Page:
on texting and friendships

I think about my friends often. I’ve lived in several places and have friends who still live in these places, or friends who have moved to new places, and though I may not call them each week, I think about them often. We send emails, text messages, and occasionally chat on the phone. However, I’m not a fan of talking on the telephone, and I think this is for a few reasons. First, I don’t want to interrupt someone’s day with an unexpected phone call because they may be reading, or on the toilet, or meditating. Second, I’m very comfortable with long silent pauses in conversation, except when they happen over the phone. On the phone, I feel obligated to fill up any dead space that starts building. If we were together at a diner talking to each other and we both fell quiet—no problem. Silence is golden, I say. But on the phone, silence is awkward. Third, I use only a cellphone and the connection is not always clear, or it gets dropped, and I end up talking into silence until the phone starts ringing in my hand. This happens with me and my mom, who is the only person I talk to on the phone on a regular basis and for long periods of time. Even with my husband, if we are apart, we keep our calls to each other very short. If we talk for five minutes on the phone, that is a very long conversation.

I’m a big fan of texting. With texting, you can send a message to friend and not worry about whether it’s interfering with something they are doing; they can answer at their leisure. You can schedule a time to talk on the phone by sending a text and saying, Hey, can we talk tonight? I find it to be a simple way to reach out.

This brings me to an experience I had last week that reminded me of why I’m thankful for texting, but also reminded me of why it’s good to talk to friends directly, too. For the past month or so, I’ve been emailing with a very dear friend of mine about some health issues she was trying to straighten out. Nothing major, but she had test results that the doctor could not explain. We shared experiences with each other, and I gave her some suggestions. I knew she was going to get some more tests done. Fast forward to last week, when I got a text from her that said, in essence, “Hey, remember that situation we thought was nothing. Well, it’s something and I’m going to the hospital now.” Her text included the specifics, and it was the kind of health related news that made me feel as if ice water has been shot through my veins when I read it. What struck me as interesting was that she wrote, “Sorry to tell you this through a text.” I was just glad she thought to tell me at all! I mean, she’s in the process of dealing with this news and making arrangements to get to the hospital, and calling her parents. Text messaging seems like the most obvious way to keep a friend informed who can’t exactly rush to be by her side. If I were in the area, perhaps it would make more sense to call me, but this was a way of keeping me posted, while also maneuvering through the chaos of what was happening to her in the moment. We texted for the next few days as her parents arrived, and she found out more information. When she told me in a text that she was going home, I texted her and told her we should talk soon. She called later that day. And this is what reminded me how good it can be to hear someone’s voice.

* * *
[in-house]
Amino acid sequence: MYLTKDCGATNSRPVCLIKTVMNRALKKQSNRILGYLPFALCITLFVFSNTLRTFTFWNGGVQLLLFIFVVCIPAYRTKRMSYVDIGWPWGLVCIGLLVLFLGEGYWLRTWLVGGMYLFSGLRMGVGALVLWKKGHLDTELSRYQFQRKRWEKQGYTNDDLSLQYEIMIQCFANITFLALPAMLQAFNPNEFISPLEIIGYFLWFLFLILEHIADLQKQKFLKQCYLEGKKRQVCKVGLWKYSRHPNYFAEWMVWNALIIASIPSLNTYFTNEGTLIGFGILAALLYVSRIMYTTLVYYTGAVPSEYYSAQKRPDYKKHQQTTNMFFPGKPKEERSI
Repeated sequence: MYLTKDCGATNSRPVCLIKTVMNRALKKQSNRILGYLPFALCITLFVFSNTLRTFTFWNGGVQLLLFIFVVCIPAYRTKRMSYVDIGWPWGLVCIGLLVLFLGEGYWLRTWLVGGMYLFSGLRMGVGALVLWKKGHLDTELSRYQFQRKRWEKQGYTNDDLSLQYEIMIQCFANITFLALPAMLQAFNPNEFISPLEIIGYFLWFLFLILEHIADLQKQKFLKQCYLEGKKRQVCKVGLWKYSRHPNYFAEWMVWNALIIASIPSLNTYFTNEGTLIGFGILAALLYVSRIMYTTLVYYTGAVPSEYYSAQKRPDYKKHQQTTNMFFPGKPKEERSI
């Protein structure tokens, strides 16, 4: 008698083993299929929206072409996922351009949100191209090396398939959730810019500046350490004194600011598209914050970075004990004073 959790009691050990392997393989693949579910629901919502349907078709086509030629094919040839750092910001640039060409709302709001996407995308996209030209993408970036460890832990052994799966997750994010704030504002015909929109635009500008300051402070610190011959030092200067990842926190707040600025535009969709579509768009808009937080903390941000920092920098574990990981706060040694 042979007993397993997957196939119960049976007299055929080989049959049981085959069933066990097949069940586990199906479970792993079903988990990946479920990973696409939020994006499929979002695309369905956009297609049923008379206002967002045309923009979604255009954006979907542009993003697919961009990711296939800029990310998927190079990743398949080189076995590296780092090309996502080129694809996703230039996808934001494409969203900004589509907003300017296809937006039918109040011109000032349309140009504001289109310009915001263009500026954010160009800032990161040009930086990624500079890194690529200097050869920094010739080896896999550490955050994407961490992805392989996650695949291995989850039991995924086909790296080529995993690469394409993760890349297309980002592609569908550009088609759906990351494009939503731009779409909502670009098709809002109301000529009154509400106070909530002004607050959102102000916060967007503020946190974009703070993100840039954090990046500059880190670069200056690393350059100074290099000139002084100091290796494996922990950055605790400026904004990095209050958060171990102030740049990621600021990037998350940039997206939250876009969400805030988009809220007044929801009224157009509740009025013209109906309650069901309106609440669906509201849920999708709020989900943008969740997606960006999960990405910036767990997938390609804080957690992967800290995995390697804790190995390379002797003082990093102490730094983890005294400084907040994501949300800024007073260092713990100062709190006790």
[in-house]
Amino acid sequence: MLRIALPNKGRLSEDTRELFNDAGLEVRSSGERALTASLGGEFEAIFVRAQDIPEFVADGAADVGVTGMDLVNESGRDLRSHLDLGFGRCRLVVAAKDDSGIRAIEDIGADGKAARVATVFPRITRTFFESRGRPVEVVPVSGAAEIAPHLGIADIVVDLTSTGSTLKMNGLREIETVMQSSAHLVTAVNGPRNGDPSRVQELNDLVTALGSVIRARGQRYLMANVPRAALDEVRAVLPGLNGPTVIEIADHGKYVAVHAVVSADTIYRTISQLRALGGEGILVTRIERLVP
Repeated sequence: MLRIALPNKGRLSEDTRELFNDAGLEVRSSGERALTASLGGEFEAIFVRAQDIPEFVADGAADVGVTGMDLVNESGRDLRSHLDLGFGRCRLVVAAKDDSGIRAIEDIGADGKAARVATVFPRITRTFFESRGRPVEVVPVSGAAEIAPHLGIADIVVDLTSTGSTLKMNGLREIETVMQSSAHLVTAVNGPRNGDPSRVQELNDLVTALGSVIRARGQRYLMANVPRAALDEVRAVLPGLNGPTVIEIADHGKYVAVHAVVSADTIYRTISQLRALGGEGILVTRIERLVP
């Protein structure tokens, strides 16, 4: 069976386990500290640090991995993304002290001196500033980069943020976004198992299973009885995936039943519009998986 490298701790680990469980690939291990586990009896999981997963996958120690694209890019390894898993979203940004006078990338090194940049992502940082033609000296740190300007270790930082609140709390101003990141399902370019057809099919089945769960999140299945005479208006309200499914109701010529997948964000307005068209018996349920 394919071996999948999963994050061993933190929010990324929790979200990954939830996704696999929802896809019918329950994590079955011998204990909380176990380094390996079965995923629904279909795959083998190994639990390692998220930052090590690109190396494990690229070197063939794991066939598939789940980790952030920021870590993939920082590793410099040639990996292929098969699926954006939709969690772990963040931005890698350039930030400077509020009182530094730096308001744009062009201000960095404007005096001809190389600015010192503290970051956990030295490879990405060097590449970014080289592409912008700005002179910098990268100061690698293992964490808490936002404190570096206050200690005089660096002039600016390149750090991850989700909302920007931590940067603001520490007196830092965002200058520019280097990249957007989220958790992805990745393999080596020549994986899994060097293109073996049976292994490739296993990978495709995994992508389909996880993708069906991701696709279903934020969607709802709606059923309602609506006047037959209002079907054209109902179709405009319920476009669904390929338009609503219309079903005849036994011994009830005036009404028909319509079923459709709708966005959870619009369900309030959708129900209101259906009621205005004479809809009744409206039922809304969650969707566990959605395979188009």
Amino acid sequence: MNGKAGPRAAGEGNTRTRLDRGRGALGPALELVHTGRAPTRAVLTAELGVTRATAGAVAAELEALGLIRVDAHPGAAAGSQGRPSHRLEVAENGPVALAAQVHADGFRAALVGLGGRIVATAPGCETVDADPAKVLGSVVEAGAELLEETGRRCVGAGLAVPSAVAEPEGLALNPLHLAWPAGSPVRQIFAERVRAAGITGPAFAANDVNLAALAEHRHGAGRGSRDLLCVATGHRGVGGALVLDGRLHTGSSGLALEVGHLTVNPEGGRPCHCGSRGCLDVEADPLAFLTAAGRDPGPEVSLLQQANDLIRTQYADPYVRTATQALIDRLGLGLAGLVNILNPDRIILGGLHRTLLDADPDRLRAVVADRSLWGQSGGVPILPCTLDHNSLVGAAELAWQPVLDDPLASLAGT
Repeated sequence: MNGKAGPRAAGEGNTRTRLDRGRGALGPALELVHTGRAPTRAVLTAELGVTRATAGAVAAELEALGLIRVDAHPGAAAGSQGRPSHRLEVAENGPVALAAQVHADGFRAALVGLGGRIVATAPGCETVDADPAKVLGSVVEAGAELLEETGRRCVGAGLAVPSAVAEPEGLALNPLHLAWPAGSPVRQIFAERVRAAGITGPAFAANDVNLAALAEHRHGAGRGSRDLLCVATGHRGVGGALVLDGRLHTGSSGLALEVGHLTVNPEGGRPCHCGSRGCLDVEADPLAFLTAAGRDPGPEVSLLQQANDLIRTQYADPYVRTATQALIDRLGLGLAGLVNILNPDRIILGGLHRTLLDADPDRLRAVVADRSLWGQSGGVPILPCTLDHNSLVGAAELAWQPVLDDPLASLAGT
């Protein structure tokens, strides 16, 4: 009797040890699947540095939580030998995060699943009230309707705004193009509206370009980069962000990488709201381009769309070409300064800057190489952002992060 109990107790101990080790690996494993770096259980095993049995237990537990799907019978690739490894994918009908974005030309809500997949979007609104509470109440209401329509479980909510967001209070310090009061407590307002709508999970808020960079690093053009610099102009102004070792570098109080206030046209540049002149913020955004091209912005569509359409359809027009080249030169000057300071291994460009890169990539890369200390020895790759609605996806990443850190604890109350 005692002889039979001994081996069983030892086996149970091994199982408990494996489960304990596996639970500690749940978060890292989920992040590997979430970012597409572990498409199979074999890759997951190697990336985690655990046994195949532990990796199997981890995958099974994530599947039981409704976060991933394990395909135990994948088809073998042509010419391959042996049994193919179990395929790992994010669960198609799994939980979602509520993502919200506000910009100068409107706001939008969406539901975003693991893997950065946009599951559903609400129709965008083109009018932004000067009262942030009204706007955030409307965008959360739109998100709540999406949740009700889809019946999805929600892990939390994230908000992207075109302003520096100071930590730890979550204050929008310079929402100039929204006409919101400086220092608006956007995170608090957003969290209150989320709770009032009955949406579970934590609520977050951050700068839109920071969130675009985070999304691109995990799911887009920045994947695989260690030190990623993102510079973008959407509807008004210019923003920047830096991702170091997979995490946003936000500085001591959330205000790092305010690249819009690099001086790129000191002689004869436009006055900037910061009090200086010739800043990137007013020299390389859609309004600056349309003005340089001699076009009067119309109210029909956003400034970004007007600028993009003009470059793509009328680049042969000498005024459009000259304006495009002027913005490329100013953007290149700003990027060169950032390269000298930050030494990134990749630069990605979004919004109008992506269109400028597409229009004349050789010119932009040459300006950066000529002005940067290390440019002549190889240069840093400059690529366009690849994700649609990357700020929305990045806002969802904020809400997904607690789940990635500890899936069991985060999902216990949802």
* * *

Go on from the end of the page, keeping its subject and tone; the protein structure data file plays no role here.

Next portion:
During all the text messaging, I felt dreadful. My heart was heavy; I felt impotent to help; I felt sad that I wasn’t closer. It was imagining the worse, feeling bad, googling medical information without knowing a lot of details. I was envisioning tears, fears, anger. But when I talked with her, it was just her, dealing with things the way she always deals with things—she’s strong. That’s not to say she doesn’t have those feelings mentioned above. But before hearing her voice, they were pervasive in my imagination. After hearing her voice, I realized that it’s not that way all the time. She told me everything that had happened, and I responded to one piece of information in a way that made her laugh and laugh (which made me laugh). It lifted my heart to hear her laughing. That’s the important stuff you miss with texting.

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One thought on “on texting and friendships

  1. Actually, I find texts more obtrusive to my life. I feel compelled to read a text if I hear the little notifying tone. I do not feel compelled to answer a ringing phone regardless of what I’m doing. This is not to say you shouldn’t text me, the complusion isn’t really an issue and they are useful for situations when an entire conversation isn’t necessary.

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